November 04, 2010
Fifteen years of battling hot weather, missed opportunities, and poison oak make finally taking a trophy Columbian blacktail all the more satisfying.
My good buddy South Cox and I were scrambling along rock cliffs in Northern California's alpine wilderness, glassing down into lush green canyons in hopes of spying a good Columbian blacktail buck.
"I was scouting in here about 10 days ago and saw a really nice 5x5 in the bottom of this drainage," South said. "If a mountain lion didn't chase him out, he should still be around somewhere."
After an hour of diligent glassing, I located that very buck as he cautiously eased out of a thicket to feed along a trickling mountain stream.
Since I'd seen the buck first, I got the initial stalk, and we quickly devised a stalking route. In 55 minutes I had hiked a half-mile and crawled another 200 yards into bow range. Then I waited for a shot at this near Boone and Crockett-class buck.
Eventually the buck stepped out into a small opening, presenting a clear shot. After years of trying, I finally had my sight planted on a trophy blacktail. Estimating the distance at 43 yards, I cut a good arrow, only to watch it hit harmlessly under the buck.
After he'd dashed away, I stepped off the shot distance at 47 yards. What I would have given for a good laser rangefinder back then! And so went my quest for a record-book Columbian blacktail.
Before we go any further, let me start at the beginning. For many years I had lived in Alaska, where I'd taken many large Sitka blacktails. Then, at an archery trade show more than 15 years ago, I met South Cox, a self-taught, do-it-yourself bowhunter from Northern California. South and I have similar philosophies about bowhunting, and we share an insatiable desire to hunt in the wilderness areas. Those common bonds have taken us from Alaska to Africa and many places in between.
Further, South is one of the most successful blacktail bowhunters around. I was confident that my experience with Sitka blacktails and South's knowledge of the Columbian variety would soon put me on the path to a Pope and Young Columbian blacktail. Little did I know the challenge that lay ahead.
I don't recall exactly how many times I've hunted these shy, mountain and rainforest dwellers of the Pacific Coast, but I do remember shooting my first one.South and I had packed into the wilderness with the mules and services of Dean McBroom and E.J. Hyeit. Making it look easy, South killed a P&Y-class 4x4 buck early in the hunt. For me, stalk after stalk ended with spooked deer, and after 10 full days I still had an unfilled tag. In a last-ditch effort, Dean took the mules and our gear down one trail, while South, E.J., and I hunted our way out on a different trail.
After 10 miles of hiking and three blown stalks I got one more chance, at a small forkhorn. He was hardly the trophy of my dreams, but a guy has to start somewhere, and with the young buck at 20 yards, I thought filling my tag would be a slam dunk. Well, I missed the first shot, and when the confused buck ran out and stopped at 30 yards, I missed him again.
Flabbergasted, I looked at my bow and wondered what was wrong with it. But deep down inside, I knew this bow had always shot fine. I just had to do what I always do in practice -- focus on a spot and follow-through. With the young buck now at 50 yards, I concentrated harder and put an aluminum arrow through his heart. Go figure!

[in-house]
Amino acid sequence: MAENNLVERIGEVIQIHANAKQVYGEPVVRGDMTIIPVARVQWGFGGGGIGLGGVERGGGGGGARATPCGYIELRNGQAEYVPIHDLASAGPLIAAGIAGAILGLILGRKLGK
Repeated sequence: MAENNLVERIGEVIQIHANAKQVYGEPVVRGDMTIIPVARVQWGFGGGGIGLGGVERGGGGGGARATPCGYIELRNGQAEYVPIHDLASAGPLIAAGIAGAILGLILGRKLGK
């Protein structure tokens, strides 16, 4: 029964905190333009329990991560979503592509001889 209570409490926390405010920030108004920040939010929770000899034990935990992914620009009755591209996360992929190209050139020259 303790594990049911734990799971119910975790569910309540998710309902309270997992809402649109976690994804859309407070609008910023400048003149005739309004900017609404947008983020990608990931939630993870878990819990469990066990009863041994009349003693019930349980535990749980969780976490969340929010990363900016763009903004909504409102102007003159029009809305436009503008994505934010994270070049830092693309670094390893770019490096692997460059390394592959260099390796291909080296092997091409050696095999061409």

E.J. gutted the deer, made a backpack of sorts out of the deer carcass by using the deer's legs as packstraps, and carried the deer seven miles out of the backcountry for me.
South Cox took this trophy Columbian blacktail buck in the high alpine wilderness of Northern California.
I still have the tiny rack from that deer. As my first Columbian blacktail, the little buck holds a special place in my heart.
In the ensuing years, I hunted blacktails numerous times in the high alpine wilderness of Northern California, as well as in the dense rainforest of Western Oregon. On one late-season Oregon hunt, with my friend Ken Wilson of Spoon Creek Outfitters, I had several more close calls.
It was late November, and a wet snow blanketed the southwest corner of Oregon. The blacktails were in full rut. While driving a logging road, I saw a nice buck raking his thick-beamed antlers on an evergreen sapling. He'd easily make the book, if I could get an arrow into him. I memorized the terrain and started my stalk. Thanks to the soft, quiet snow and rolling topography, I managed to sneak within 10 yards of the buck.
Unfortunately, a dense spruce tree stood between us, and I wasn't sure what to do.
After a motionless standoff that lasted several minutes, I had to try something, so I lightly blew my grunt call, thinking it might spur some kind of rut response. Well, it spurred a response all right -- the buck sprinted the other way as fast as he could go!
On that same trip I had several other opportunities, and they all ended with similar results. I could not buy a break.
A few years later, however, I did catch a break when South Cox bought a 438-acre parcel of prime blacktail habitat in California. The land, with its steep, rolling hills with grassy meadows mixed in among dense stands of oak, madrone, and lots of poison oak, was ideal blacktail habitat. Everything except the poison oak makes this country perfect for stalking too. Further, South was kind enough to let me hunt his ground.
The bow season there starts in mid-July and runs for about two weeks. In the intolerable heat at this time of year we still-hunt during the first few minutes of daylight and the last half-hour before dark. The rest of the day, the deer hole up in the thickest, coolest timber they can find, where they're impossible to stalk. The hours sandwiched
between the few moments of hunting are long and hot.
In 2004, I made countless stalks, sneaking within bow range of numerous shooter bucks only to have an unseen doe or small buck foil my opportunity, or to have the wind swirl and carry my scent to the deer. Many times I simply ran out of daylight before getting within bow range.
Then, one hot morning, I glassed up a pretty good buck feeding in a steep, grassy meadow. I looped around, took off my boots, donned stalking socks, and using the broken terrain to my advantage, I sneaked within 28 yards of the buck.
Confidence oozed out of my pores as I drew my bow. Then the buck lifted his head, still chewing, and noticing my odd shape, he sprinted away.